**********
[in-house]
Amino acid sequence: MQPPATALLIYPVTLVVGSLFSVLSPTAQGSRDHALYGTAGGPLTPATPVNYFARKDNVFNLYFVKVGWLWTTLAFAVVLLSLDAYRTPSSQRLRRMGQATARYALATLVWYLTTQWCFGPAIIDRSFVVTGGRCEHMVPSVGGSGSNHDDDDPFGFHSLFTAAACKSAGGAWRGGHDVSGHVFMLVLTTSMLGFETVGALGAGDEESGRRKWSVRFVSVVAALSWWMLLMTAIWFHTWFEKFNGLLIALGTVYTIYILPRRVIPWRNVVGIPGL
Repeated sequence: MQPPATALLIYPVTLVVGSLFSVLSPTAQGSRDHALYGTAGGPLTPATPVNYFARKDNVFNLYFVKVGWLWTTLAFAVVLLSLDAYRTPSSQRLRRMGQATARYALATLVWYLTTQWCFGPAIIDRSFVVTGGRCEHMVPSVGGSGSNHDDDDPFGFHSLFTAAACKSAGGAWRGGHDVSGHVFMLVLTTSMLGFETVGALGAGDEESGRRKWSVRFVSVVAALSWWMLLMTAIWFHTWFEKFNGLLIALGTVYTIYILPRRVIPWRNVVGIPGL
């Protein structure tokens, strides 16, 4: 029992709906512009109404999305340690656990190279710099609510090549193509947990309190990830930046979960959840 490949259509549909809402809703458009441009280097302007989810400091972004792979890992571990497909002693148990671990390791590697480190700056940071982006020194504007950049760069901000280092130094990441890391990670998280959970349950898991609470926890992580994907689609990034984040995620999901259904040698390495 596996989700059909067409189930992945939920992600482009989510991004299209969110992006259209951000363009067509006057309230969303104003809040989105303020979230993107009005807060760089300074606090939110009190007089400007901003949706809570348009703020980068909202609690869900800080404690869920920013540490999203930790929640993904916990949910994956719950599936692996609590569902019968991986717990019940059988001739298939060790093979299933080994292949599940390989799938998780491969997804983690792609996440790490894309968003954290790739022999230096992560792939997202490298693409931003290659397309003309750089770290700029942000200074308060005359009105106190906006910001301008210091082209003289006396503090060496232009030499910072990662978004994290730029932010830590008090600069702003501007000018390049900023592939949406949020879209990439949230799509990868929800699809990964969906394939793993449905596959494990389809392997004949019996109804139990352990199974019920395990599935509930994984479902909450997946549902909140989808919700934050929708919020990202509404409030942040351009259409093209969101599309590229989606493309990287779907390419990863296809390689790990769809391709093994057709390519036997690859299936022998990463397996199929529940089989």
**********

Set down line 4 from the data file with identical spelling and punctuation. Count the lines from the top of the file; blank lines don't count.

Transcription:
């Protein structure tokens, strides 16, 4: 029992709906512009109404999305340690656990190279710099609510090549193509947990309190990830930046979960959840 490949259509549909809402809703458009441009280097302007989810400091972004792979890992571990497909002693148990671990390791590697480190700056940071982006020194504007950049760069901000280092130094990441890391990670998280959970349950898991609470926890992580994907689609990034984040995620999901259904040698390495 596996989700059909067409189930992945939920992600482009989510991004299209969110992006259209951000363009067509006057309230969303104003809040989105303020979230993107009005807060760089300074606090939110009190007089400007901003949706809570348009703020980068909202609690869900800080404690869920920013540490999203930790929640993904916990949910994956719950599936692996609590569902019968991986717990019940059988001739298939060790093979299933080994292949599940390989799938998780491969997804983690792609996440790490894309968003954290790739022999230096992560792939997202490298693409931003290659397309003309750089770290700029942000200074308060005359009105106190906006910001301008210091082209003289006396503090060496232009030499910072990662978004994290730029932010830590008090600069702003501007000018390049900023592939949406949020879209990439949230799509990868929800699809990964969906394939793993449905596959494990389809392997004949019996109804139990352990199974019920395990599935509930994984479902909450997946549902909140989808919700934050929708919020990202509404409030942040351009259409093209969101599309590229989606493309990287779907390419990863296809390689790990769809391709093994057709390519036997690859299936022998990463397996199929529940089989």